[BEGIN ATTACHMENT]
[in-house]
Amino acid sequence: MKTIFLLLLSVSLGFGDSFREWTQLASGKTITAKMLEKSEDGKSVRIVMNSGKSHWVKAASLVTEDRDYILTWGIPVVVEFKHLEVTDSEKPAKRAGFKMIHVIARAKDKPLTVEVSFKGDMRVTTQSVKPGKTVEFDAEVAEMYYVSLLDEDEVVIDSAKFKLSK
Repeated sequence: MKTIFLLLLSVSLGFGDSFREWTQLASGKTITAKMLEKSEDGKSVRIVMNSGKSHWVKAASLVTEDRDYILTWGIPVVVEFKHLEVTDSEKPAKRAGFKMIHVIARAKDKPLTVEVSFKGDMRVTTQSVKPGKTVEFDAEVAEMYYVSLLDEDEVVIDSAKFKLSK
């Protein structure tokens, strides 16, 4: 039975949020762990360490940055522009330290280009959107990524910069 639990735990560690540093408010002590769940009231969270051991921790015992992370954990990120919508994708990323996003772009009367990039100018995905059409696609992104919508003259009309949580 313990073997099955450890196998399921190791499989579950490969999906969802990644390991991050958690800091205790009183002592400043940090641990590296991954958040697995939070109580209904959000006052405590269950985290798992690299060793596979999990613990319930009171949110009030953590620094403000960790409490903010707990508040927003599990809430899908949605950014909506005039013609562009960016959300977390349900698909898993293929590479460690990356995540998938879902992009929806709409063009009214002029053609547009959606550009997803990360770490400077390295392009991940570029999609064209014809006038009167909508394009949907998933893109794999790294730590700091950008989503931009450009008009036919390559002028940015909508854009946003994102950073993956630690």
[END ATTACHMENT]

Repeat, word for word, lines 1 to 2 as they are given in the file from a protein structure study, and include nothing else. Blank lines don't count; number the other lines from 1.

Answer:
[in-house]
Amino acid sequence: MKTIFLLLLSVSLGFGDSFREWTQLASGKTITAKMLEKSEDGKSVRIVMNSGKSHWVKAASLVTEDRDYILTWGIPVVVEFKHLEVTDSEKPAKRAGFKMIHVIARAKDKPLTVEVSFKGDMRVTTQSVKPGKTVEFDAEVAEMYYVSLLDEDEVVIDSAKFKLSK